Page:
Technical Considerations


Students will establish their technical considerations by designing and displaying their technical production design choices.



Directing Plays textbooks, access to computers with Internet access in the media center or computer lab, five instrumental music samples, five CD players/boom boxes, color gel samples, overhead projector



As the students enter the classroom, divide them into five groups. Have each group go to a section in the classroom where a CD player is sitting along with a pile of gel samples. Make sure that each CD player has one of the music samples in it. Assign each group to listen to the music sample and determine the mood that the music evokes. Once the group has decided on the mood of the piece, have them sift through the gel samples and decide which color gel fits would add to the mood and atmosphere of the piece.


Once all of the groups are finished with their “creations,” have them take turns presenting their creation to the rest of the class. Have them play the music sample and put their gel color up on the overhead projector so that the color shines brightly on the screen or wall. Have a spokesman from the group describe the mood that the music evoked for the group and explain the group’s color gel choice to enhance the atmosphere.



Transition – Discuss with the class how much more effective the atmosphere and mood can be with the addition of music and color. Ask them to cite specific moments in the group presentations that were particularly strong. What kind of emotions did certain music or colors make you feel? How can you use these effects to strengthen a play? What other technical considerations go into providing the “world of the play?”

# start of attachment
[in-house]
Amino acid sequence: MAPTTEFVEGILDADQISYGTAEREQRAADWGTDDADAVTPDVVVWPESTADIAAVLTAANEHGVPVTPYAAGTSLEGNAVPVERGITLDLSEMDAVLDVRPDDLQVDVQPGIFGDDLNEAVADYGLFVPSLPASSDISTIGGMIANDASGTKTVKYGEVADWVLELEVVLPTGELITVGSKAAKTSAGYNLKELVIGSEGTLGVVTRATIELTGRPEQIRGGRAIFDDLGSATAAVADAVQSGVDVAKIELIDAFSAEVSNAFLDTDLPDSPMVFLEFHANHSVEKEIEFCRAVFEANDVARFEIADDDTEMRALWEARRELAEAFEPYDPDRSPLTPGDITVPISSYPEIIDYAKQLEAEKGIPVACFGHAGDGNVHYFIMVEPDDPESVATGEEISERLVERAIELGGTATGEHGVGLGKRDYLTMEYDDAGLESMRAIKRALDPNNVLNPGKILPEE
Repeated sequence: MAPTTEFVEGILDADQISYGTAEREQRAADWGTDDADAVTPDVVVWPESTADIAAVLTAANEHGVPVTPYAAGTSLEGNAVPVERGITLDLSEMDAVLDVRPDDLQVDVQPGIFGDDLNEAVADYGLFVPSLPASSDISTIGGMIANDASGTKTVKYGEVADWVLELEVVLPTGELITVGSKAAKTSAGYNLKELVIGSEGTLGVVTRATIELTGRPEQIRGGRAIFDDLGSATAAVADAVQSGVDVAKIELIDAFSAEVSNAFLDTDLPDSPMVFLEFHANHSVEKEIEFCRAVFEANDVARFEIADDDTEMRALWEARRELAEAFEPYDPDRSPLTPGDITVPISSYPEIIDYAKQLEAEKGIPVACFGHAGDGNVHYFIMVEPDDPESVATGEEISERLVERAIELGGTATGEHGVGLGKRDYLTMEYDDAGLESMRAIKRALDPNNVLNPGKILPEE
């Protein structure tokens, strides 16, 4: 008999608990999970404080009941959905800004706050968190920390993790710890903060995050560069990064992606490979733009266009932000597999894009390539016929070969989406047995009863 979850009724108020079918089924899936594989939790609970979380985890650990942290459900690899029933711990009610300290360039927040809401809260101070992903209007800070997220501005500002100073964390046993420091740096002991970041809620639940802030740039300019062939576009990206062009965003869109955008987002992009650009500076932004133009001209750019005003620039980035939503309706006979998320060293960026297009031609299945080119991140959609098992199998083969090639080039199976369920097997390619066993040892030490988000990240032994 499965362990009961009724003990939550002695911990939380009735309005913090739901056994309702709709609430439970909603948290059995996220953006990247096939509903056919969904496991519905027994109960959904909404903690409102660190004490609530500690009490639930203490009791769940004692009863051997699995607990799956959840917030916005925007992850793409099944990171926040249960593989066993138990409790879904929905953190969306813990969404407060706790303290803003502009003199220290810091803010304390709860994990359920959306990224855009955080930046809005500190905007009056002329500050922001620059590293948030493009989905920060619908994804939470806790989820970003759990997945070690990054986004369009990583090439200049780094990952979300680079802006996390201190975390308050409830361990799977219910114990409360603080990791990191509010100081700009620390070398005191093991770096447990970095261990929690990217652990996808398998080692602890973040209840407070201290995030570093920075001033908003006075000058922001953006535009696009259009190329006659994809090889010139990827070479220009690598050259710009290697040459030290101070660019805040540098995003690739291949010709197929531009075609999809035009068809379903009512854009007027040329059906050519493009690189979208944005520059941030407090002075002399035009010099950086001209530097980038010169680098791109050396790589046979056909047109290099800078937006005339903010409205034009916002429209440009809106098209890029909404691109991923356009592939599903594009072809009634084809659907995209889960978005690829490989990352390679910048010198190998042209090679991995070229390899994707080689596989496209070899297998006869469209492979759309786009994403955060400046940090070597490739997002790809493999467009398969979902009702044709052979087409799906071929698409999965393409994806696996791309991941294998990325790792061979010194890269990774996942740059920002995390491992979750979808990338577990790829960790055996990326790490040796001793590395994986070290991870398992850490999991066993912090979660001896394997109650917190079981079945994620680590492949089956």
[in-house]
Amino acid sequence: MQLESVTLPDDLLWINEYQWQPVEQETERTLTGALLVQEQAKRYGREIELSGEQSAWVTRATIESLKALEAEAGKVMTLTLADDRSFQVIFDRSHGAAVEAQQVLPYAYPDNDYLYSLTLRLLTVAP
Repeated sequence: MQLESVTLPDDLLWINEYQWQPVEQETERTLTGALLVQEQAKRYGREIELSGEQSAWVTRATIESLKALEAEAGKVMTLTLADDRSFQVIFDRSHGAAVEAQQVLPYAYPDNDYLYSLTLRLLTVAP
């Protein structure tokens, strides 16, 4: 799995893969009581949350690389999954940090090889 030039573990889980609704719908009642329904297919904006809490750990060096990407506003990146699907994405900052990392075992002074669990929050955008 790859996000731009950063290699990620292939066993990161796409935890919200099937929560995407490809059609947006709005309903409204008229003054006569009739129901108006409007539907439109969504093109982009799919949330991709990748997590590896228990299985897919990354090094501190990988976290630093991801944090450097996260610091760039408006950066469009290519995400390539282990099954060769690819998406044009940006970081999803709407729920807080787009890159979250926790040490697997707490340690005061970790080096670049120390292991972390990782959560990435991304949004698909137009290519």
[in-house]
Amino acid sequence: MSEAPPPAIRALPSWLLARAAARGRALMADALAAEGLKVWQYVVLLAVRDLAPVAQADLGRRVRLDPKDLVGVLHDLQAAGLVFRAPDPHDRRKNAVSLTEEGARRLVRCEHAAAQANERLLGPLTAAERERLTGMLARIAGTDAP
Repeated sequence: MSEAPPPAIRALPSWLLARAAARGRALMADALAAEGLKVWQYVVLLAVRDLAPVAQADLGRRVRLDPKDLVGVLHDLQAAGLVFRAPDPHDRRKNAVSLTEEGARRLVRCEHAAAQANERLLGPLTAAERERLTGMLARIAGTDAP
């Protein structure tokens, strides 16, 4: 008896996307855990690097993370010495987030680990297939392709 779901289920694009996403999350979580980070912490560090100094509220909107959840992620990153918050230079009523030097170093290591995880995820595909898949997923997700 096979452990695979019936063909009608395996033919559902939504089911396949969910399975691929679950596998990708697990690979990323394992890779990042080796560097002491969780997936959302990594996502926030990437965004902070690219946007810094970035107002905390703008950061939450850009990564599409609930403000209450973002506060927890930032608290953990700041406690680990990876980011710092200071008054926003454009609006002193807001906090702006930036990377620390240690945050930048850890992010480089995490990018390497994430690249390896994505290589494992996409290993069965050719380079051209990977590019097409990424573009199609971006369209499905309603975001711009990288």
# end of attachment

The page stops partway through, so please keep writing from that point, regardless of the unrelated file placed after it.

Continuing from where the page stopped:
Instruction – Have them get out their Directing Plays textbooks and turn to pages 89-93 to discuss the design considerations presented there. Be sure to consider each of these elements within your school’s space and restraints:
• The Theatre Itself (the performing space that they will be designing for)
• Budgetary factors (how much money and support will be provided by the school)
• Time Factors (realistic time lines)
• Level of Production Skills Available (will the tech class be helping to supply materials)
• The Play’s Design Essentials (what do they HAVE to have in order to do the play…considering style and the genre of the play)



Modeling – Review with the students the technical requirements for their Director’s Books. If possible, either from your stock of materials or from theatre textbooks and other resources, show them examples of costume sketches, floor plans, etc. Encourage those who students who do not consider themselves artists to peruse the Internet and magazines to find pictures and photographs that will show the types of clothing, furniture, and props they want to use in their production.



Instruction – Tell the students that they have just practiced what they should create for the sound and lighting of their production, with the addition of a “lighting mood picture.” This picture is ANYTHING that the student finds that portrays the mood and atmosphere of their production. It need not have anything to do with their concept or setting, but rather simply convey the atmosphere and feeling that the effect of the lighting will be.

The students will find a music sample that they will share with the class when they present their director’s books. It can serve as pre-show, post-show or underscoring music, and it may have words if it fits in with the concept and feeling of the show.



Individual Practice – Because there is so much research for the students to do, give them the remainder of the class period to work on their technical considerations. Take them to a computer lab or the media center where they have access to the Internet. *If you take them to the media center you may be able to have previously arranged with the librarian to pull furniture and fashion books to be readily available to the students.* If they would rather, the students can create their floorplan or begin working on their prop lists and written descriptions of technical needs. Float around and be available as a resource to the students.



Students can be assessed through their mood presentations and their research progress.